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Afghan lessons

Highlights

The Taliban have not been beaten. America and its NATO allies were either unable, or were unwilling, to stamp them out of their safe havens in Pakistan.

The Taliban have not been beaten. America and its NATO allies were either unable, or were unwilling, to stamp them out of their safe havens in Pakistan. After denouncing the Taliban for years, Washington forsook its man in Kabul, Hamid Karzai, and began ‘secret’ talks with them in Doha without being clear about its goals

The end of NATO mission in Afghanistan and beginning of the country’s army and police taking over the responsibility has happened with 20 killed and 50 injured of a wedding party. The new era in Afghanistan and in the region is bound to be full of uncertainties and challenges. That the Kabul ceremony marking the official closure of NATO’s mission should have been held in secret speaks volumes for the end-result of America’s 13-year war in that country. What began as the “global war against terrorism” cost nearly a trillion dollars and human lives whose number is yet to be assessed. Launching Operation Enduring Freedom in the wake of 9/11, then US president George Bush wanted to stamp out Al Qaeda and the Afghan Taliban.

That did not happen. The world grew weary of his Iraq and Libya misadventures and began to lose interest in Afghanistan. Thirteen years on, the bloodshed and destruction outweigh Washington’s measly, but expensive military successes. The Taliban have not been beaten. America and its NATO allies were either unable, or were unwilling, to stamp them out of their safe havens in Pakistan. After denouncing the Taliban for years, Washington forsook its man in Kabul, Hamid Karzai, and began ‘secret’ talks with them in Doha without being clear about its goals.

Last month, close to the ‘drawdown’, which in effect is evacuation, the Pentagon announced it would not target Mullah Omar, the man whose head had a prize and other Taliban so long as they didn’t pose ‘a direct threat’ to the US. Who is going to determine whether an attack on Afghan security forces and civilian targets falls within the category of ‘a direct threat’ to the 12,500 troops the Pentagon has left behind? Will this small number achieve what 130,000 NATO troops couldn’t? Fearing body bags’ impact on their society in a ground war, Washington chose to fight the war from the air-conditioned control rooms dispatching drones. The other reality is that Pakistan, like the Afghan Taliban, set out the war. Both knew the US could not have been in Afghanistan indefinitely.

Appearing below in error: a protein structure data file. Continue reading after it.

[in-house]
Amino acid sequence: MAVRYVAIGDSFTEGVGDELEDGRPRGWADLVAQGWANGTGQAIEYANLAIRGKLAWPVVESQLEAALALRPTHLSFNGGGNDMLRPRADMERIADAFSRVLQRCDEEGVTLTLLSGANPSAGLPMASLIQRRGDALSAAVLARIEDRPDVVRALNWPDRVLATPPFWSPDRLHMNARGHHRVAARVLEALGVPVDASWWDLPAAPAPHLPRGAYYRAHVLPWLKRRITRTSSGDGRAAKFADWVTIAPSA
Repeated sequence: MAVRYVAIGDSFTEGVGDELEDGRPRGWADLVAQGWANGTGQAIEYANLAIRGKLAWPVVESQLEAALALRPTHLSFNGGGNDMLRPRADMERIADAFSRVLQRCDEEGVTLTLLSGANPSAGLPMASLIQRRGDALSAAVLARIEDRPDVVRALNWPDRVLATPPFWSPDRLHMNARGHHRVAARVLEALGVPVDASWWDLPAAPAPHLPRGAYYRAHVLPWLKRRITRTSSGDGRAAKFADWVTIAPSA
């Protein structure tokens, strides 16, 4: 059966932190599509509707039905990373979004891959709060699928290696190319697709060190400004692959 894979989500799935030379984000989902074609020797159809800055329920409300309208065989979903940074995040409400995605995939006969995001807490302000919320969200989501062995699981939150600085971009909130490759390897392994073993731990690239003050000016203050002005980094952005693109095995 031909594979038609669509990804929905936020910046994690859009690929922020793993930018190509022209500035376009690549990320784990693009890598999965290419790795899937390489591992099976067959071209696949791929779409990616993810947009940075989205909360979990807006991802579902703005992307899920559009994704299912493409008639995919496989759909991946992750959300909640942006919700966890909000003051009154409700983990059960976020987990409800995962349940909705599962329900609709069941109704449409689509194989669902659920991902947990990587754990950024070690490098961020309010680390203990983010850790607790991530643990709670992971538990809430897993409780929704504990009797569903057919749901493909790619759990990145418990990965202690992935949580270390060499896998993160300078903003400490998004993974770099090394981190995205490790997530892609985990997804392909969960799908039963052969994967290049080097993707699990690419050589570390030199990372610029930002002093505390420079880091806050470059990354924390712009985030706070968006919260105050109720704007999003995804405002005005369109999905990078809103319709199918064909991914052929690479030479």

They are the net gainers, especially Pakistan, which kept destroying Kabul-bound American supply lines – and got paid for it. It is another matter that the non-state actors nurtured during this war have now turned against their sponsors. It is very easy to condemn the US and fear the worst from Pakistan, even apprehend loss of interest in Afghanistan in the world community. What is there for India that has helped in the Afghan nation-building, investing over two billion dollars? A review is called for, but not in a hurry. Ashraf Ghani, the new president seems neutral towards India. He chose to visit Beijing, Washington, Islamabad and Riyadh, but not New Delhi. His presence at Prime Minister Narendra Modi’s inauguration has had little by way of a follow-up. India had been without friends in Afghanistan before, when the Soviets quit and when the Taliban came in. It cannot afford a repeat.

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